Teachers who had retired before the effective date of the 1951 Act were by the 1951 Act secured in their benefits under the 1939 Act. The legislature provided that all others including plaintiffs "shall have returned to him that amount of money which he has contributed to the Annuity Savings Fund with the interest * * *". Sec. 3, Ch. 75, Laws of 1951.

We dispose first of appellants' contention that they have a vested right in the $116,050.01 appropriated by the legislature and which had not been transferred to the Pension Reserve Fund when liquidation was commenced. We think a complete answer to this contention is that this money was not appropriated for the exclusive benefit of the plaintiffs, but generally for the Retirement System and those participating therein. It follows that plaintiffs have no particular right to this money. Their only *522 right stems from being members of the System, and their right is no different from other members of the System. The fact that this amount is sufficient if transferred to the reserve fund to pay the pension to these plaintiffs and others in their class who have not accepted liquidation, can have no effect upon this controversy or give plaintiffs any special right to this fund.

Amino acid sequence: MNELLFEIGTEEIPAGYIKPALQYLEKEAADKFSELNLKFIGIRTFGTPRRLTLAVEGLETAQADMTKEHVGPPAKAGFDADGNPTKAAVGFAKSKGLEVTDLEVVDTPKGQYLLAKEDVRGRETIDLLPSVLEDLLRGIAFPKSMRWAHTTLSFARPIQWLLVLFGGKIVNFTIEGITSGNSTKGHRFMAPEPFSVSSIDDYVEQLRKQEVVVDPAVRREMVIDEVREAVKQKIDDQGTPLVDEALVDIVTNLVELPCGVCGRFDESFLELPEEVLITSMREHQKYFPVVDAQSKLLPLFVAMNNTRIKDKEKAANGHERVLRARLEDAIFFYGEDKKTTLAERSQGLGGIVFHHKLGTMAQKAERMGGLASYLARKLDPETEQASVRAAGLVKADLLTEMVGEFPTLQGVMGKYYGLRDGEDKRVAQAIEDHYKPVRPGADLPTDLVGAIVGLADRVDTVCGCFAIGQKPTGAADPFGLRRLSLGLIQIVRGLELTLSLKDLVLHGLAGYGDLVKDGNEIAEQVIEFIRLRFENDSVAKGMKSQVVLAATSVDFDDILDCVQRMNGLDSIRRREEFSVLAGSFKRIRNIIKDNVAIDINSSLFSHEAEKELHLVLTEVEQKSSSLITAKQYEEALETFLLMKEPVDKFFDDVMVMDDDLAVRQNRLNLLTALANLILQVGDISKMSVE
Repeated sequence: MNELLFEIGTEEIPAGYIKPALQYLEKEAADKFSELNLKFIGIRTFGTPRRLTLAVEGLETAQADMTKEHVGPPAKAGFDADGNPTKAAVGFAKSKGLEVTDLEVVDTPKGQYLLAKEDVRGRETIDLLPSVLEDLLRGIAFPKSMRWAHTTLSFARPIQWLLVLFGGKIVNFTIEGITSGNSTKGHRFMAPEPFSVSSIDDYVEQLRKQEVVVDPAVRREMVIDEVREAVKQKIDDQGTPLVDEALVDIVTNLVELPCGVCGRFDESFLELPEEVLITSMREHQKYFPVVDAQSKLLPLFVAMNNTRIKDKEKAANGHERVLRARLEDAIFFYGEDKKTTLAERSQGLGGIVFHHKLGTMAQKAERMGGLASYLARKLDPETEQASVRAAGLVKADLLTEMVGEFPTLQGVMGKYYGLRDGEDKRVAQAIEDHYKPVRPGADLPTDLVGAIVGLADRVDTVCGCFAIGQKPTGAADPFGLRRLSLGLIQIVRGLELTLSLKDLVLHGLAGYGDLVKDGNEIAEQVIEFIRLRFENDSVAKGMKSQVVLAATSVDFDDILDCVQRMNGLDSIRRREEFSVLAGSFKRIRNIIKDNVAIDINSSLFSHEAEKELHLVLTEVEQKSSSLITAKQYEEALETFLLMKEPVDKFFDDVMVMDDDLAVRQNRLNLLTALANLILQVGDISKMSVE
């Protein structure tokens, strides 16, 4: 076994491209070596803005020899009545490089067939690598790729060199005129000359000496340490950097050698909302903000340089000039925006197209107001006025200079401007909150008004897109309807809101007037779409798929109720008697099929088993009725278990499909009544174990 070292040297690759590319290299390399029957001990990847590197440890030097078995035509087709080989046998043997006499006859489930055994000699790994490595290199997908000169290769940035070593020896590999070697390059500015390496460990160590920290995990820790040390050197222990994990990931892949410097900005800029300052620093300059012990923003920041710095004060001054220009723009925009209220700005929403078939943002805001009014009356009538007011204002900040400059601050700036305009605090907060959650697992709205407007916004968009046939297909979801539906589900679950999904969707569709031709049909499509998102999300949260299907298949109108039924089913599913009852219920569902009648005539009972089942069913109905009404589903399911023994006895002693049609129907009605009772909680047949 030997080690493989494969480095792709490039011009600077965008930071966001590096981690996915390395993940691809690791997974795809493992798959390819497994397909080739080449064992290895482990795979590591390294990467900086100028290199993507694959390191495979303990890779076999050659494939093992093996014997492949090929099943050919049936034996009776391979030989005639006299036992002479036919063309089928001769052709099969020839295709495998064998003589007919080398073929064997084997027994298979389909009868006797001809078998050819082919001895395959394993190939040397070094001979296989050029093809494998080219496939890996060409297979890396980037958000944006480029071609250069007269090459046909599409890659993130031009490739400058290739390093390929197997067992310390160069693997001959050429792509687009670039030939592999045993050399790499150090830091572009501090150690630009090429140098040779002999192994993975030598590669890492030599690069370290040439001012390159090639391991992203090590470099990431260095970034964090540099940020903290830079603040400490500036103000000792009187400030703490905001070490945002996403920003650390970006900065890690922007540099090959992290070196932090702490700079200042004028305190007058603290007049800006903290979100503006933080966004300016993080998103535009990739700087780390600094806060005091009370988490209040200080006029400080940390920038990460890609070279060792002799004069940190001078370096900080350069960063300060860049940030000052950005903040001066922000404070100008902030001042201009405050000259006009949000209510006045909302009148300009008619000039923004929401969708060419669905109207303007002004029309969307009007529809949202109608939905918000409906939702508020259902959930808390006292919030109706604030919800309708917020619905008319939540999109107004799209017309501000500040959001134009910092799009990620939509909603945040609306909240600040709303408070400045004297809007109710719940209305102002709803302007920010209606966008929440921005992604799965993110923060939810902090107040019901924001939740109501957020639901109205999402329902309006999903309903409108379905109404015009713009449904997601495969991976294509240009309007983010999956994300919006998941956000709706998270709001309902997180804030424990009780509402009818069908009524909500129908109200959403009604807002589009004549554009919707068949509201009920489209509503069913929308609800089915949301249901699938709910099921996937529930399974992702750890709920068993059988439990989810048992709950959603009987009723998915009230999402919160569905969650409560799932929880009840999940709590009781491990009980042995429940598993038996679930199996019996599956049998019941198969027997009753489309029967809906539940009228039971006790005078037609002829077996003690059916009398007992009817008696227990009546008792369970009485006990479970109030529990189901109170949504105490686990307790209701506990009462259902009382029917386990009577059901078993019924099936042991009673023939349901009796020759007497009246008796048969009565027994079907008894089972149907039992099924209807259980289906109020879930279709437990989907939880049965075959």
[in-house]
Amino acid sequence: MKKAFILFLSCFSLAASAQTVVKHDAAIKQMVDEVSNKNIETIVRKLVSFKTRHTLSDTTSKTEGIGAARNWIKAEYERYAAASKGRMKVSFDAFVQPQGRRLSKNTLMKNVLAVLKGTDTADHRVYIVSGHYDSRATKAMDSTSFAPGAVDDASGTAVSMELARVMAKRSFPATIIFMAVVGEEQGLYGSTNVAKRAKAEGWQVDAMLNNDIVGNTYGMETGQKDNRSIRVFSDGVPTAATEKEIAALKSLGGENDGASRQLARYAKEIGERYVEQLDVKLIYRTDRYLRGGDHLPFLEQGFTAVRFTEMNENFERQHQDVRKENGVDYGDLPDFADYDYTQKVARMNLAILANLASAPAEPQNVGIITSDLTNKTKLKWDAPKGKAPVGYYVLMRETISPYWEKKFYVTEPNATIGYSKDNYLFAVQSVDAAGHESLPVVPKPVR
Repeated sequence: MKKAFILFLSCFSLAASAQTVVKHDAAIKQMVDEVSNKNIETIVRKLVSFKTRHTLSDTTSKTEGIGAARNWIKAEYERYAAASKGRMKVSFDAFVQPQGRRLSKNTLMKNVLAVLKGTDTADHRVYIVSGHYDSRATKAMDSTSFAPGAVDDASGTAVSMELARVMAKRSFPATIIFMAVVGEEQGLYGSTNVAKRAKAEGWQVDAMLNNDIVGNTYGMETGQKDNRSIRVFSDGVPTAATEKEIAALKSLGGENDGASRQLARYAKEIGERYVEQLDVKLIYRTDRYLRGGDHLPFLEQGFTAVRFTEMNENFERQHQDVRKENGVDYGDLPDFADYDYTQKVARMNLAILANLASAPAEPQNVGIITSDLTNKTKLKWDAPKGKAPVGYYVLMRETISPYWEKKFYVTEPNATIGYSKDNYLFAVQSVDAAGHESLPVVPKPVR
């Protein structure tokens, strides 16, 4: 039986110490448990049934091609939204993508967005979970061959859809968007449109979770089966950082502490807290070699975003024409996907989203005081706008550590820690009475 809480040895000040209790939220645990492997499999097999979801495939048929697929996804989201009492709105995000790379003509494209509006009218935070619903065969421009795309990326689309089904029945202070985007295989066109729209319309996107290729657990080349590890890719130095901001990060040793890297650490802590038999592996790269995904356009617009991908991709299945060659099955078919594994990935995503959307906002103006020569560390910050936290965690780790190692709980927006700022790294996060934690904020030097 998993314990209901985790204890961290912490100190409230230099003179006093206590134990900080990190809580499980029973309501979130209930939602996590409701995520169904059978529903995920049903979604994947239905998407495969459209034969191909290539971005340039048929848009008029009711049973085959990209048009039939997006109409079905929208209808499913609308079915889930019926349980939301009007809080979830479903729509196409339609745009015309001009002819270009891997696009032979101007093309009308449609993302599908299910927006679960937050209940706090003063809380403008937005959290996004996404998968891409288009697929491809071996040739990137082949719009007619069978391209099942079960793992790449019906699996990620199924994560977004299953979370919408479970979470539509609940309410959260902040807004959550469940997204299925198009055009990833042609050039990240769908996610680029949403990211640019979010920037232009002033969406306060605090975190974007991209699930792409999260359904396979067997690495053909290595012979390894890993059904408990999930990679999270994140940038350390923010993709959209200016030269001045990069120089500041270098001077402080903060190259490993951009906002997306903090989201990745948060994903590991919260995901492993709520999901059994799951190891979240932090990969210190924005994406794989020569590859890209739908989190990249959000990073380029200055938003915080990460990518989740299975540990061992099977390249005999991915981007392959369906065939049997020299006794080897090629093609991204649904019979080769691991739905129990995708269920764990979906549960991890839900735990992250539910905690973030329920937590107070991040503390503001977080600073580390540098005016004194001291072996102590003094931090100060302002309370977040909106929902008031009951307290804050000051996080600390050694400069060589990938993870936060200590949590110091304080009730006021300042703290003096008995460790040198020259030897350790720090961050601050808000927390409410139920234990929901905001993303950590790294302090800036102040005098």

Plaintiffs' primary contention, as we view it, is that they have a vested right to be paid their pension under the terms of the 1939 Act, and that this right cannot be destroyed by the legislature. Plaintiffs contend that having taught the requisite number of years, and during that time having met all required payments, their right to the pension became vested. The defendants contend that under the law the right to receive a pension is dependent not only upon teaching 30 years, but also reaching the age of 60 years; that plaintiffs had not reached the required age and that therefore their rights were inchoate only and subject to any act of the legislature.

Cases involving the question of whether there is a vested right to receive a pension are legion. See Annotations 54 A.L.R. 943, 98 A.L.R. 505, 112 A.L.R. 1009, 137 A.L.R. 249. We believe the better reasoned cases hold the relationship between the member of retirement system and the system is contractual. However, it is the particular legislative act which forms the basis for a contract. It is necessary in each case to consider the details and provisions of the statute or plan set up pursuant to statute, under which a claim is made.